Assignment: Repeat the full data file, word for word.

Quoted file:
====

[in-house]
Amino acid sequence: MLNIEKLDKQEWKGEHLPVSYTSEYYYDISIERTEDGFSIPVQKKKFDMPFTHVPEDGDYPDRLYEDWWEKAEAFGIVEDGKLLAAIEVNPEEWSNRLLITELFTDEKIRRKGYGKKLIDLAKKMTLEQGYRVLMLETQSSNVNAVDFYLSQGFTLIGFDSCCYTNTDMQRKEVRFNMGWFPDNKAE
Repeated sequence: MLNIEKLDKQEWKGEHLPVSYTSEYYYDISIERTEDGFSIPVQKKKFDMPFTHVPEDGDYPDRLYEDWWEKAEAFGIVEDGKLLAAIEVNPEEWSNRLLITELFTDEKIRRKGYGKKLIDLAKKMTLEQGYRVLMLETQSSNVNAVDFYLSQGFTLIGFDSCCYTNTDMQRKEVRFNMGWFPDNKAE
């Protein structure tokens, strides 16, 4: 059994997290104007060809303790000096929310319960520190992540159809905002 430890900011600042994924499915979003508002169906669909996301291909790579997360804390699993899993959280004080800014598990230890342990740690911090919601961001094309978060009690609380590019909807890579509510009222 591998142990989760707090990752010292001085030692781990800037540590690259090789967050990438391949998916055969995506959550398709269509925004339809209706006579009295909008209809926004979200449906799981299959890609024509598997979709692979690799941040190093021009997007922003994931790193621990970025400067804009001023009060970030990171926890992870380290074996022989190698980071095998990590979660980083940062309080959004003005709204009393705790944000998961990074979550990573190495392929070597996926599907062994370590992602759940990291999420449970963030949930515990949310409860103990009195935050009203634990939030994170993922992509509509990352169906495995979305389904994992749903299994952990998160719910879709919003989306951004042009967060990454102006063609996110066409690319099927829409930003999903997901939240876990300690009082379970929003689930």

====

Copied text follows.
[in-house]
Amino acid sequence: MLNIEKLDKQEWKGEHLPVSYTSEYYYDISIERTEDGFSIPVQKKKFDMPFTHVPEDGDYPDRLYEDWWEKAEAFGIVEDGKLLAAIEVNPEEWSNRLLITELFTDEKIRRKGYGKKLIDLAKKMTLEQGYRVLMLETQSSNVNAVDFYLSQGFTLIGFDSCCYTNTDMQRKEVRFNMGWFPDNKAE
Repeated sequence: MLNIEKLDKQEWKGEHLPVSYTSEYYYDISIERTEDGFSIPVQKKKFDMPFTHVPEDGDYPDRLYEDWWEKAEAFGIVEDGKLLAAIEVNPEEWSNRLLITELFTDEKIRRKGYGKKLIDLAKKMTLEQGYRVLMLETQSSNVNAVDFYLSQGFTLIGFDSCCYTNTDMQRKEVRFNMGWFPDNKAE
């Protein structure tokens, strides 16, 4: 059994997290104007060809303790000096929310319960520190992540159809905002 430890900011600042994924499915979003508002169906669909996301291909790579997360804390699993899993959280004080800014598990230890342990740690911090919601961001094309978060009690609380590019909807890579509510009222 591998142990989760707090990752010292001085030692781990800037540590690259090789967050990438391949998916055969995506959550398709269509925004339809209706006579009295909008209809926004979200449906799981299959890609024509598997979709692979690799941040190093021009997007922003994931790193621990970025400067804009001023009060970030990171926890992870380290074996022989190698980071095998990590979660980083940062309080959004003005709204009393705790944000998961990074979550990573190495392929070597996926599907062994370590992602759940990291999420449970963030949930515990949310409860103990009195935050009203634990939030994170993922992509509509990352169906495995979305389904994992749903299994952990998160719910879709919003989306951004042009967060990454102006063609996110066409690319099927829409930003999903997901939240876990300690009082379970929003689930």